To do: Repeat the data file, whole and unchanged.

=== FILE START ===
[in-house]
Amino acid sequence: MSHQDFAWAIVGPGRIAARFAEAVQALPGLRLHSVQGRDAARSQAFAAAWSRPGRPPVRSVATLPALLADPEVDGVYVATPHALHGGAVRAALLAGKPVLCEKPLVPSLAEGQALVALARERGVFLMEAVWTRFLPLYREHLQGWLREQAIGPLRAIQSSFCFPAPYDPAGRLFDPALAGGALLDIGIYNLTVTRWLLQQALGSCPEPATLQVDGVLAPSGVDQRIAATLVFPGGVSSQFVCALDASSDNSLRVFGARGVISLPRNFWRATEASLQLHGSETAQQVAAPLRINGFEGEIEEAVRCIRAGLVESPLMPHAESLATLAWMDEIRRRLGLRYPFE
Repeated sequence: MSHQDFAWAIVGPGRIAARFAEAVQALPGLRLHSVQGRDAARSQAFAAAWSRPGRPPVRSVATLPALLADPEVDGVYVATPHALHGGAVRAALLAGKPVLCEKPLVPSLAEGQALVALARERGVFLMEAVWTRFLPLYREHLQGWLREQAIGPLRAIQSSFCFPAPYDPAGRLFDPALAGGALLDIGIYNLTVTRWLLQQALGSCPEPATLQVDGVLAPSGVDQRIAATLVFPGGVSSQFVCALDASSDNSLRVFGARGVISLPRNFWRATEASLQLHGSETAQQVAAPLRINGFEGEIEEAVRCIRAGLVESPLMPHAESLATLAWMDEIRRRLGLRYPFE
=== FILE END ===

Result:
[in-house]
Amino acid sequence: MSHQDFAWAIVGPGRIAARFAEAVQALPGLRLHSVQGRDAARSQAFAAAWSRPGRPPVRSVATLPALLADPEVDGVYVATPHALHGGAVRAALLAGKPVLCEKPLVPSLAEGQALVALARERGVFLMEAVWTRFLPLYREHLQGWLREQAIGPLRAIQSSFCFPAPYDPAGRLFDPALAGGALLDIGIYNLTVTRWLLQQALGSCPEPATLQVDGVLAPSGVDQRIAATLVFPGGVSSQFVCALDASSDNSLRVFGARGVISLPRNFWRATEASLQLHGSETAQQVAAPLRINGFEGEIEEAVRCIRAGLVESPLMPHAESLATLAWMDEIRRRLGLRYPFE
Repeated sequence: MSHQDFAWAIVGPGRIAARFAEAVQALPGLRLHSVQGRDAARSQAFAAAWSRPGRPPVRSVATLPALLADPEVDGVYVATPHALHGGAVRAALLAGKPVLCEKPLVPSLAEGQALVALARERGVFLMEAVWTRFLPLYREHLQGWLREQAIGPLRAIQSSFCFPAPYDPAGRLFDPALAGGALLDIGIYNLTVTRWLLQQALGSCPEPATLQVDGVLAPSGVDQRIAATLVFPGGVSSQFVCALDASSDNSLRVFGARGVISLPRNFWRATEASLQLHGSETAQQVAAPLRINGFEGEIEEAVRCIRAGLVESPLMPHAESLATLAWMDEIRRRLGLRYPFE